We expect to be fielding a LOT of questions about marijuana use and benefits in pets from now on. We also expect to see a LOT more toxicity cases. In some states that have legalized marijuana for recreation, veterinarians have seen a 4 fold increase in THC toxicity cases.

REGARDLESS of what you read on the internet, the basics are this:

  1. THC is toxic to pets. Translation: do not feed your dog or cat or bird or rabbit your pot brownies, cookies, ‘bud butter’… do not blow smoke in your pet’s face. READ: PLEASE HIDE YOUR STASH APPROPRIATELY!! Most toxicity cases are due to the pet (usually your typical lab or beagle) finding the stash under the bed or getting into the plate of special brownies on the counter (and a Tupperware container is NOT secure).
  2. Even if legalized – it is legal only for people at this time. IT IS ILLEGAL for veterinarians to prescribe it under federal  AND state law.
  3. Universal vet “rule” – we don’t care where they got it, or who’s it is. We have no interest in reporting you or getting anyone in trouble – we just want to treat your pet appropriately so they get better.

So let’s flesh some of these comments out a little.

THC toxicity is not a joke – in dogs and cats we can see multiple neurologic symptoms including mental dullness, wobbliness, hypersensitive response to stimulation, incontinence, heart arrhythmias and seizures or if the concentration is too high, even death (as seen most commonly with the butter products). If noted, please bring your pet in for an oral treatment of to decrease absorption if early or IV fluids or intralipid therapy to clear their system safely. THC is very lipophilic (attracted to fat!), so the intralipid therapy removes the THC more effectively than traditional supportive care, although every little bit helps.

If caught early enough (less than 30 minutes), you can induce vomiting at home to remove as much as possible before it absorbs, but once symptoms have started, the anti-nausea properties of marijuana kick in and this becomes difficult. If you did manage to get your pet to vomit and the pet is sedated, then you risk causing aspiration pneumonia if the vomit is inadvertently inhaled.

“But Dr. Nesset – the internet says that marijuana can help my dog’s arthritis!”

There MAY be some medical benefit to the use of the higher cannabinoids (CBD) / low THC producing part of the plant (the ‘hemp’ side of marijuana), however there are no good studies to actually demonstrate a true medical benefit to pets thus far, but giving the THC containing components (flower / seeds) is simply not smart.

Even with the “safe” CBD products, there is going to be some differences as to the level of cannabinoids present – so not all products are created equal. There are NO standards on collection, purification, testing… this means that a product marketed for pet use may not actually contain the stated ingredients…or may contain too much of the unsafe portion of the plant.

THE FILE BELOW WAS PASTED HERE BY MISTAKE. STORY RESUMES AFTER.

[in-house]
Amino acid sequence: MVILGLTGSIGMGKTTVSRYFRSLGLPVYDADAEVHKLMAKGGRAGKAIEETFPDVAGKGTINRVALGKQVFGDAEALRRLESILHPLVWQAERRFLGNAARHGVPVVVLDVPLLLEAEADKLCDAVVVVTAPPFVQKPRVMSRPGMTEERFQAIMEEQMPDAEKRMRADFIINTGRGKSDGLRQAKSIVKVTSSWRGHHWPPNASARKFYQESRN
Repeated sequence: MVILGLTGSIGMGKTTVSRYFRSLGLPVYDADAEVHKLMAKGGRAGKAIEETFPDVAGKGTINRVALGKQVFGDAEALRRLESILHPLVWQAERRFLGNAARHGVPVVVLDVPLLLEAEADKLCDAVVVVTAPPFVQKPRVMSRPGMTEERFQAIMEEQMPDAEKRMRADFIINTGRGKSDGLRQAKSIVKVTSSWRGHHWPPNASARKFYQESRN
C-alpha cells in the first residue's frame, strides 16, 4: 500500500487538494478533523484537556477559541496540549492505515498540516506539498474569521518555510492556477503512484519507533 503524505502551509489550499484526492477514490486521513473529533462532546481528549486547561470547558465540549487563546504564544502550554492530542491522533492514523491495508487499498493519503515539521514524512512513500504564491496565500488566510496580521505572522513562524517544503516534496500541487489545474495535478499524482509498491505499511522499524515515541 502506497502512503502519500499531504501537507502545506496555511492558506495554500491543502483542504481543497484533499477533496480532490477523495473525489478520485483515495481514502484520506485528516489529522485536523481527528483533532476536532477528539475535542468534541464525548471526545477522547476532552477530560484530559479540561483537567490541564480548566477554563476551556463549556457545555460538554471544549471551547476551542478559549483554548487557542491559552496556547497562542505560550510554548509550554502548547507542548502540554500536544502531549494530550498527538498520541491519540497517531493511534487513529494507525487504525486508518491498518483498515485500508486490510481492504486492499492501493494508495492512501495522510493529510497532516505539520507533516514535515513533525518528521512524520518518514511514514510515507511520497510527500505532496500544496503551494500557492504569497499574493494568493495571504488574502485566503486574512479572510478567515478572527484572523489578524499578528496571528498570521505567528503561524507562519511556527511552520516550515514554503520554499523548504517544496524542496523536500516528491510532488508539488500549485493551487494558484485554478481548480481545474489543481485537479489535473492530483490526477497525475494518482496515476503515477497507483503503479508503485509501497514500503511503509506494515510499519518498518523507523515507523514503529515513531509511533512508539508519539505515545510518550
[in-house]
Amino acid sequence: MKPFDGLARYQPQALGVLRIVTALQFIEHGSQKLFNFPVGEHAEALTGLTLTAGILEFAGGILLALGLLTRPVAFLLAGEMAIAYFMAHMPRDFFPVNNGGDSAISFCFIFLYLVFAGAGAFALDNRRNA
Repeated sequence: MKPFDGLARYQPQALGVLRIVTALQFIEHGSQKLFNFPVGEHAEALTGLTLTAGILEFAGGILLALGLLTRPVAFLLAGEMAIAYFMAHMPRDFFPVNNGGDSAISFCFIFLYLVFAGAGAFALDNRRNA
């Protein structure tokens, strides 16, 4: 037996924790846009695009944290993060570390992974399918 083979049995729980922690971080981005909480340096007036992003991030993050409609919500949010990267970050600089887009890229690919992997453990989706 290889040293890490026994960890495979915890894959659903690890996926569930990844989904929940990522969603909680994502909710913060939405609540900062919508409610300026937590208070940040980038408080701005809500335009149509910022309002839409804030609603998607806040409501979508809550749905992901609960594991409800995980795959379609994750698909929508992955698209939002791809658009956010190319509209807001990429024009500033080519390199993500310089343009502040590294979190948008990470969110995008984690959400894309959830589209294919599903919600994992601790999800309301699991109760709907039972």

There are some companies like Canna Companion – started by 2 veterinarians- who have worked to develop product specific for pets that they claim would be safe and effective. There are also companies who are simply going to take advantage of a new law and a veterinarian’s impotence in assisting with any use in pets.

Last year, Nevada tried to introduce a bill that would allow veterinarians to prescribe the use in pets, but it was treated as a joke and died quickly. This is a topic that will not go away, and should be discussed. Whether the use of cannabinoids in a pet is appropriate for their needs or not may not be certain but that shouldn’t negate a discussion with your veterinarian before attempting to take the advice of someone who has no medical training – much less veterinary training.

Evaluation of trends in marijuana toxicosis in dogs and cats living in a state with legalized medical marijuana: 125 dogs (2005-2010). S Meola et al. JVECCS 12/2012.

Whats in My Pet’s Food??

July 18th, 2016 by Dr. Aleisha Nesset

What’s in my Pet’s Food?

Ah…marketing. It’s what makes our capitalistic society function. We all fall prey to it. The prettier the packaging, the larger or descriptive the wording, the more times we see a commercial…it’s the way our brains tell us which products are better, right?

It works even when we know that flashier doesn’t always mean better. It is especially effective with pet food products. We try to eat healthier ourselves, so we gravitate toward those marketing trends that funnel us toward the more ‘natural’ products. And that is not (usually) a bad thing! But lets make sure we’re comparing apples to apples.

What do you look at when choosing a pet food? Lets look together, using our ‘marketing-proof’ glasses. (this is a VERY brief snap shot of this topic, so please feel free to explore the links below for further marketing tactics and definitions).

Guaranteed analysis: This is quick and easy. Ignore this entire segment entirely. I have no idea why it even exists on a bag of pet food. Look closely. 25% Protein….10% Fat….…good right? Look again….that is the MINIMUM of protein and fat. What’s the maximum? Or why not just give me an actual analysis? The guaranteed analysis tells us absolutely nothing helpful and provides no value when choosing something.

AAFCO statement. This will be found in tiny little print somewhere on the bag. You may have to hunt to find it. There will be (hopefully) one of two phrases.

  1. “Brand X Cat Food is formulated to meet the nutritional levels established by AAFCO for maintenance of adult cats”
  2. This translates to: we have used the nutritional guidelines as outlined by AAFCO to meet at least the minimum standards when formulating our recipes.
  3. “Animal feeding tests using AAFCO procedures substantiate that Brand Y Dog Food provides complete and balanced nutrition for maintenance of adult dogs”

This translates to: we have formulated according to AAFCO recommendations AND fed our food exclusively to animals for at least 6 months, during which time, we monitor weight, general health, blood work as well as nutritional absorption in each animal.